After the door scrum was settled and the late comers quietly ushered in, the removal of the overhead lighting plunged everyone into darkness as the first model stepped out onto the catwalk. A strange hush descends upon the crowd, the murmur is instantly replaced by scribbling pens, tapping on phones and the constant wizz of a camera’s flash. For S/S 2011 Betty Jackson presented a collection that was beautiful simplicity in her update of 1940′s land girl outfits, the essence of which was most recently seen on Keira Knightly and Sienna Miller in the Dylan Thomas Biopic “The Edge of Love”

It is -especially on a cold London September day- easy to forget you are watching Spring Summer, especially when designers tempt you with instead beautifully thick knits and wool infused trousers.

Illustration by Lesley Barnes

Luckily after lulling me into a gentle consideration of how warm those knit would be. Jackson threw a curve ball with the appearance of a swimsuit and blouse adorned with club tropicana prints before the collection returned to soft muted browns, mind you was rather partial to the above jumpsuit illustrated by Gemma Randall. At this point I glanced around the room – fashion fhows are a great place to watch people’s expressions – I noticed a very beautiful Jo Wood standing (looking completely unperturbed) by the photographers, it must have been a real scrum at the door for Rock Royalty to be left standing.

Illustration by Gemma Randall

A luxurious collection, the shapes were simple but well made and the designer certainly knows how to maintain a crowds attention with the occasional loud print or teeny tiny swimming costumes, interdispersed within sophisticated summer glamour of long simply cut black skirts. Mind you, what is it about all designers obsession with lots of flesh (mainly leg) and teeny tiny shorts? They LOVE it, as showcased in our excellent coverage of Charlie Le Mindu seen here and here!

Illustration by Lesley Barnes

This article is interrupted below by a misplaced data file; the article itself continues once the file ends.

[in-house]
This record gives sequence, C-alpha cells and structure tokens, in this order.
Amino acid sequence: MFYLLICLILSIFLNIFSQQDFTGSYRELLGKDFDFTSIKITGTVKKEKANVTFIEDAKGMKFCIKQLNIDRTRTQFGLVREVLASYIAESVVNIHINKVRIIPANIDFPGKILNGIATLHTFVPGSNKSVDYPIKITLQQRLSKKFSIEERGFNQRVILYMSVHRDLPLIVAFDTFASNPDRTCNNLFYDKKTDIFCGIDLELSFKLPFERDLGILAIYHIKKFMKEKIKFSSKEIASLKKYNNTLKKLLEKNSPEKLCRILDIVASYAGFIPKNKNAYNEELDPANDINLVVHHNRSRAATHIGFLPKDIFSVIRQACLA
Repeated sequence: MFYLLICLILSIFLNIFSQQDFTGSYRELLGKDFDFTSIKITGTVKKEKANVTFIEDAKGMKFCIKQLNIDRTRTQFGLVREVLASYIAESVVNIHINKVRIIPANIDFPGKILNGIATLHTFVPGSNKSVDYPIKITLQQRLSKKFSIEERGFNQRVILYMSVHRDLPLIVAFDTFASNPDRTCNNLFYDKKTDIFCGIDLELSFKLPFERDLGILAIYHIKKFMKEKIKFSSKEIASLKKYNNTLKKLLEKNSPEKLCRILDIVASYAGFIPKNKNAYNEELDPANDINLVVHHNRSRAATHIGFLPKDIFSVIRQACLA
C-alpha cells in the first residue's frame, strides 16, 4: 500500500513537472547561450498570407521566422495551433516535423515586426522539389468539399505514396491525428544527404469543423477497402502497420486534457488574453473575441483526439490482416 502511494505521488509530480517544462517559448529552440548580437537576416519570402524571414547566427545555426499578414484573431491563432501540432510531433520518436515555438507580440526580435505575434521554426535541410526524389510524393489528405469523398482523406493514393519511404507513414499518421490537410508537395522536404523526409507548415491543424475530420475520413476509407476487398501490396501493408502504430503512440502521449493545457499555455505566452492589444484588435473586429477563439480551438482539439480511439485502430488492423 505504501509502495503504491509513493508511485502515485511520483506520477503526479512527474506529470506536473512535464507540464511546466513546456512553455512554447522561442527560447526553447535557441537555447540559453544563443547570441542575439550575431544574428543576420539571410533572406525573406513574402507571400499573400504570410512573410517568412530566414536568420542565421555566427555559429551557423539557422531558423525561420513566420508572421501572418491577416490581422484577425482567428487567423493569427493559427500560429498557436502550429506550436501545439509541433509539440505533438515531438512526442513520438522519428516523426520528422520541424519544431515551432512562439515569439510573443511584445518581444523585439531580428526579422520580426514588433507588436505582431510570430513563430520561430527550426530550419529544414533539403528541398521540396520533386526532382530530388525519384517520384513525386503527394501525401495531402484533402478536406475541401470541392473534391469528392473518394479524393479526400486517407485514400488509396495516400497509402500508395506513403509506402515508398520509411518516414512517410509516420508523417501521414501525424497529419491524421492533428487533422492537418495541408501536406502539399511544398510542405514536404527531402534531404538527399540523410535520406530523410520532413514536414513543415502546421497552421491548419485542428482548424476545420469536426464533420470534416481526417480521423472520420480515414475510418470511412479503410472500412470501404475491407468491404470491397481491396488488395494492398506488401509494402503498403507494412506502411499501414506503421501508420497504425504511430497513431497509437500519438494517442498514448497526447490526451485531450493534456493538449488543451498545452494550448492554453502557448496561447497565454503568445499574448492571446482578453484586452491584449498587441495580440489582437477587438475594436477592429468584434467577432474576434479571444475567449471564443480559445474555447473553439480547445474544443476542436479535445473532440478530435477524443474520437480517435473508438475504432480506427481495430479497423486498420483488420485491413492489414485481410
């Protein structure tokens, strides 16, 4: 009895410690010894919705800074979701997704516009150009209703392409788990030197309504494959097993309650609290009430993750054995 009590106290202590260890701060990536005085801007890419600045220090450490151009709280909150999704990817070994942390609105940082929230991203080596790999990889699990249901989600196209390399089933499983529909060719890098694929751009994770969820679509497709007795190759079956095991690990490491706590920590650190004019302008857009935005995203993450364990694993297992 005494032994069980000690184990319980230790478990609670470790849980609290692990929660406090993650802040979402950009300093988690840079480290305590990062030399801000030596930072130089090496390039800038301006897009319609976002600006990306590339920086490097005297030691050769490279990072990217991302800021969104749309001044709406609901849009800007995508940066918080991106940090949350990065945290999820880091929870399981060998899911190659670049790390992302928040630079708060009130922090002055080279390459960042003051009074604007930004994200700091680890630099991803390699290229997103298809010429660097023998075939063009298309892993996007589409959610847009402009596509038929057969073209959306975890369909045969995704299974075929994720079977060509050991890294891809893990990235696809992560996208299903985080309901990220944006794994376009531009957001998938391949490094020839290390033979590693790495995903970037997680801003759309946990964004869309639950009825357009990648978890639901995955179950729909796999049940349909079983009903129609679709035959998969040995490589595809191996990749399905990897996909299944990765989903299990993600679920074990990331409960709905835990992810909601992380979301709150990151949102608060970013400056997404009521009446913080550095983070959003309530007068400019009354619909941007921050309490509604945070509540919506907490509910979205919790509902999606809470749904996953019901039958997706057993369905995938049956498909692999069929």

London Fashion Week is a breeze by bike and is thoroughly recommended for hot tailing it between the various venues dotted around Bloomsbury. Actually I throughly recommend traveling London by bike, generic one word of warning, once you start it becomes increasingly difficult to pour yourself into the tube. Anyway, I digress and their are posts dedicated to the joys of cycling in the web archive of Amelia’s Magazine, in fact why not read Amelia’s interview with Bobbin Bicycles? But back to day two of London Fashion Week, in which Fashion Editor Matt Bramford and I met super early at My Beautiful Fashion for Bernard Chandran, we hot-peddled it to Craig Lawrence’s beautiful collection in the elegant settings of the Portico Rooms.

After dashing back up to Covent Garden via the trusty bike, I easily returned in time for my first ever appointment with Betty Jackson at 1pm in the BFC tent, Somerset House. For reasons I can’t put my finger on, I was strangely intrigued about what Betty Jackson would present. A long standing figure on the London Fashion Week on schedule, this is a designer whose name I am familiar with, but whose work I know incredibly little about. It appears I am the only one who is so clueless as the tent was packed to the rafters and the usual dash to seat the VIP’s as the catwalk covering is removed and the lights start to dim caused something of a pile up as people jumped into their alloted positions.